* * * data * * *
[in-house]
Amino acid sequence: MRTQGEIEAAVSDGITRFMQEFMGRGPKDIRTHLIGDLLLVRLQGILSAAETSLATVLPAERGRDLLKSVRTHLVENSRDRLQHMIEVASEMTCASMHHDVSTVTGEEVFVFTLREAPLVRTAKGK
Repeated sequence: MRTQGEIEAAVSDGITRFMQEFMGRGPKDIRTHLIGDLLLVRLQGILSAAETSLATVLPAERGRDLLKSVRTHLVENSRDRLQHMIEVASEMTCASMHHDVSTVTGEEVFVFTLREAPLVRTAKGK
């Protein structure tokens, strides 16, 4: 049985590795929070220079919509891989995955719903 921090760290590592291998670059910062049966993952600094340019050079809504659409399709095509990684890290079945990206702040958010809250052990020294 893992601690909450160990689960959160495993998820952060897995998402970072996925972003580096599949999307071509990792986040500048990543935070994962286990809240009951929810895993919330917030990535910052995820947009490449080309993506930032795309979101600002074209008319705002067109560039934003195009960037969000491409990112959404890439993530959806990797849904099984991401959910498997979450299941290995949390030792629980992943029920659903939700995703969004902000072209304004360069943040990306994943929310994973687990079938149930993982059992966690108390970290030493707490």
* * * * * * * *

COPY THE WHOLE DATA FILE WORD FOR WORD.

[in-house]
Amino acid sequence: MRTQGEIEAAVSDGITRFMQEFMGRGPKDIRTHLIGDLLLVRLQGILSAAETSLATVLPAERGRDLLKSVRTHLVENSRDRLQHMIEVASEMTCASMHHDVSTVTGEEVFVFTLREAPLVRTAKGK
Repeated sequence: MRTQGEIEAAVSDGITRFMQEFMGRGPKDIRTHLIGDLLLVRLQGILSAAETSLATVLPAERGRDLLKSVRTHLVENSRDRLQHMIEVASEMTCASMHHDVSTVTGEEVFVFTLREAPLVRTAKGK
């Protein structure tokens, strides 16, 4: 049985590795929070220079919509891989995955719903 921090760290590592291998670059910062049966993952600094340019050079809504659409399709095509990684890290079945990206702040958010809250052990020294 893992601690909450160990689960959160495993998820952060897995998402970072996925972003580096599949999307071509990792986040500048990543935070994962286990809240009951929810895993919330917030990535910052995820947009490449080309993506930032795309979101600002074209008319705002067109560039934003195009960037969000491409990112959404890439993530959806990797849904099984991401959910498997979450299941290995949390030792629980992943029920659903939700995703969004902000072209304004360069943040990306994943929310994973687990079938149930993982059992966690108390970290030493707490």